New Zealand: Absentee farm ownership and Resource Management Act (RMA) prosecution risk – is it worth it?

Many farm owners who have someone else running their farms still end up facing Resource Management Act prosecutions or enforcement investigations even if they were nowhere near the property when the incident happened. This then comes as a double shock, given that the decision only to invest in a farm and not run it, or to move off the farm and employ someone else to run it, may have been a deliberate one to distance themselves from the demands and stresses of farming. They find themselves asking how this is possible, could it have been avoided, or is it better simply to avoid owning farms that are operated by someone else?

The answers lie in the way that RMA offences have been structured and what this requires of absentee farm owners. These offences have both strict and vicarious liability, which means that no intent or negligence needs to be proven to establish an offence, and if the owner's employee, agent or contractor commits an offence the owner is guilty of that same offence. So if a share milker has an effluent system breakdown that leads to ponding, both the share milker and the owner may be convicted of an offence, even if there was no negligence or intent and the owner lives on the other side of the country. Further, where an owner 'permits' a breach of the RMA they also commit an offence, and the definition of 'discharge' of contaminant, which is one of the most common types of offences, is so wide that the owner can commit an offence simply if they did not do enough to prevent the incident. So if an owner knew that a share milker was operating a property without enough effluent storage for the conditions and did nothing to solve the problem, and the effluent pond then overflowed, they have 'allowed' that 'escape' and 'permitted' the 'breach' and are therefore themselves liable for that offence. That may then suggest that someone would be a fool to buy a farm that someone else is going to operate, or to move off a farm they have operated and bring in someone else to take over that role.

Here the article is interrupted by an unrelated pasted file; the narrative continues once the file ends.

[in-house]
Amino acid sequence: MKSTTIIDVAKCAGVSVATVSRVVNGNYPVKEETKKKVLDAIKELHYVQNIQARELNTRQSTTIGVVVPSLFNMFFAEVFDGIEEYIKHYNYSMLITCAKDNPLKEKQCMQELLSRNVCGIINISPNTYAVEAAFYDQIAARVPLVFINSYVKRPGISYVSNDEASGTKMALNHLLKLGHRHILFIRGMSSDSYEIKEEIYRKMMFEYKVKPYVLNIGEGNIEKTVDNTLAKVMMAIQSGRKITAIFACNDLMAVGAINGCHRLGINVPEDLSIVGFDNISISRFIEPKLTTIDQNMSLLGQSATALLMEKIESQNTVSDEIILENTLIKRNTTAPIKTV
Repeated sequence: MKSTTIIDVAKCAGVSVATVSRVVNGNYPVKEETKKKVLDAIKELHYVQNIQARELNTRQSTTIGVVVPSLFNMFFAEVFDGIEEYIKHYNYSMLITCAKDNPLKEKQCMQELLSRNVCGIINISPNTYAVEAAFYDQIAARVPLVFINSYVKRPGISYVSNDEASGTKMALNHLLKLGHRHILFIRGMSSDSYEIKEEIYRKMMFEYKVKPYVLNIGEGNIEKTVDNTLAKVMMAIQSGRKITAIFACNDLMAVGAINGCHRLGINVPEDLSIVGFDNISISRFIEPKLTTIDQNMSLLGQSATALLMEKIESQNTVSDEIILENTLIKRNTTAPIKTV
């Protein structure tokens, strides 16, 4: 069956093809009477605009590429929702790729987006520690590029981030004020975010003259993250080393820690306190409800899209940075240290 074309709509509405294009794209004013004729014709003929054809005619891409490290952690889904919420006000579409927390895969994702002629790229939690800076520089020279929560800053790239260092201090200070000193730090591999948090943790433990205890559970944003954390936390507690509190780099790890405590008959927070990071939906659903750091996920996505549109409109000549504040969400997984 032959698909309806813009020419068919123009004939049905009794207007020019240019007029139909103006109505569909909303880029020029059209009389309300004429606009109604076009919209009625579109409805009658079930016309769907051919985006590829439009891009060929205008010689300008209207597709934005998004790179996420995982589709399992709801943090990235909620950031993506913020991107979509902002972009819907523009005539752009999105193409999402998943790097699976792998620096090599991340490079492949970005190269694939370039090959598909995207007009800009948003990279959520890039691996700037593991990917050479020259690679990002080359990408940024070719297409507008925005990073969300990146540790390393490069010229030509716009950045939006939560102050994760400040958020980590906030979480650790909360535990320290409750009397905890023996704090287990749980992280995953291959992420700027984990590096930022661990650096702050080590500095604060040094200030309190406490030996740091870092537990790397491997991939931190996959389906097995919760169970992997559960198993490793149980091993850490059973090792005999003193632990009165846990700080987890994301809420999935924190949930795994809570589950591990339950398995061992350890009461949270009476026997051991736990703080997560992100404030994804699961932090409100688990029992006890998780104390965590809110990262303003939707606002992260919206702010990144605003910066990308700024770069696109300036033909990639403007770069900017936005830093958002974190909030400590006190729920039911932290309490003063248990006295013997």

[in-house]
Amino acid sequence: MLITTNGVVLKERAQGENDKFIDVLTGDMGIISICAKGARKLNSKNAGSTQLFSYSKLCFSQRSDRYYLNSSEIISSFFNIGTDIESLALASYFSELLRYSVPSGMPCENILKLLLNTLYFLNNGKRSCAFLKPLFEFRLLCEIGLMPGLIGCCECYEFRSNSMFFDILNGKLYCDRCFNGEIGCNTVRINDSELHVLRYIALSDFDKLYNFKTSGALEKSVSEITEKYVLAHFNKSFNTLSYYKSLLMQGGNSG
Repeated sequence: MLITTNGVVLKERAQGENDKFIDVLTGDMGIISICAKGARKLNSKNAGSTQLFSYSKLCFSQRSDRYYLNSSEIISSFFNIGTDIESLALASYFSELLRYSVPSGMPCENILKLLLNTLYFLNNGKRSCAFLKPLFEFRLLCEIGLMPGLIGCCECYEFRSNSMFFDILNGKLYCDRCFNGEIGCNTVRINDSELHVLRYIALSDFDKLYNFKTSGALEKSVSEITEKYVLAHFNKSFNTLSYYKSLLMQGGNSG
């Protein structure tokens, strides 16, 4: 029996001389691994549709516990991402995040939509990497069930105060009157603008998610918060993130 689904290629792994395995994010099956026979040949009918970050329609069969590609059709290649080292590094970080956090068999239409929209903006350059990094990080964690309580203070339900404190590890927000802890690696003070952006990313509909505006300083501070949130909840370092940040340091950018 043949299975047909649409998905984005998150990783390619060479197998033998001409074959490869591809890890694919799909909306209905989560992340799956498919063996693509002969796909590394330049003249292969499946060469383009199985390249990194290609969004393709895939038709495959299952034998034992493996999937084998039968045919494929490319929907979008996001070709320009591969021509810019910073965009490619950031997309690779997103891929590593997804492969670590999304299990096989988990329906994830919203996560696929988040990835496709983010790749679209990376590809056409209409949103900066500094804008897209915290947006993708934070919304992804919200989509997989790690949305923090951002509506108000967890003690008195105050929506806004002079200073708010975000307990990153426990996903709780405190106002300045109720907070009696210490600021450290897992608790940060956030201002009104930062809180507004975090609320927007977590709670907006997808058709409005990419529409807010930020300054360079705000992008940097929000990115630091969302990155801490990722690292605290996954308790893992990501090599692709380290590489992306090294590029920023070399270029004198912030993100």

Even though there might be situations where it would be better to sell or not invest at all, that is definitely always not the case, because although the RMA has 'strict' liability, it does not have 'absolute' liability. Both strict and vicarious liability are limited by statutory defences in the RMA, which mean that an owner, who has done everything a reasonable person in their position could have done to make sure the offence did not happen, can escape liability by providing that. Also, the Council can only hold an owner liable for 'permitting' the offence or 'allowing the escape' of the contaminant, if it can prove they did not do everything that a reasonable owner ought to have done. This means that an owner who has done everything that a reasonable owner in their position could have done to prevent an offence should be safe from convictions for RMA offences.

So what do the Courts expect of a reasonable farm owner? The Courts expect that they do everything reasonably possible to ensure that industry best practice for achieving environmental compliance is met and adhered to on the property they own. So owners who want to leave someone else in charge of their property are reasonably expected to ensure that:

  • The infrastructure and systems (like for example the irrigators, lines and ponds) meet and will continue to meet Council requirements and industry best practice standards for ensuring compliance, like proper construction, sizing and sealing of effluent storage ponds, capacity to apply effluent thinly enough, failsafe devices and contingency plans;
  • Whoever is going to be left in charge has the level of qualifications, skill and management ability to ensure full compliance, without the need for constant supervision by the owner;
  • Staff training, monitoring and performance management systems, as well as reporting requirements, are in place to a level where they should reasonably to ensure fully compliant operation of the farm and its systems;
  • The record-keeping is such that all the paperwork necessary to prove this is always available and can be easily produced1.

These measures have a dual benefit: Firstly they tend to reduce the risk of offences happening in the first place and if they do happen, they often make it difficult and unattractive for the relevant council to prosecute the owner. Without them it is often not a question as to whether the owner will be prosecuted, convicted and fined, but when, particularly with dairy farms in higher rainfall areas with heavy soils.

Therefore while the structure of RMA offences enables absentee owners to be criminally liable for breaches on their properties, absentee ownership does not need to be avoided, as long as the owner can afford to, and does indeed, ensure that the above measures are taken. Only the owner or prospective owner who cannot take these measures is better off, from an RMA prosecution risk perspective, not owning the farm.


1 This list is high level and not exhaustive, but gives an indication of the types of measures required.

The content of this article is intended to provide a general guide to the subject matter. Specialist advice should be sought about your specific circumstances.

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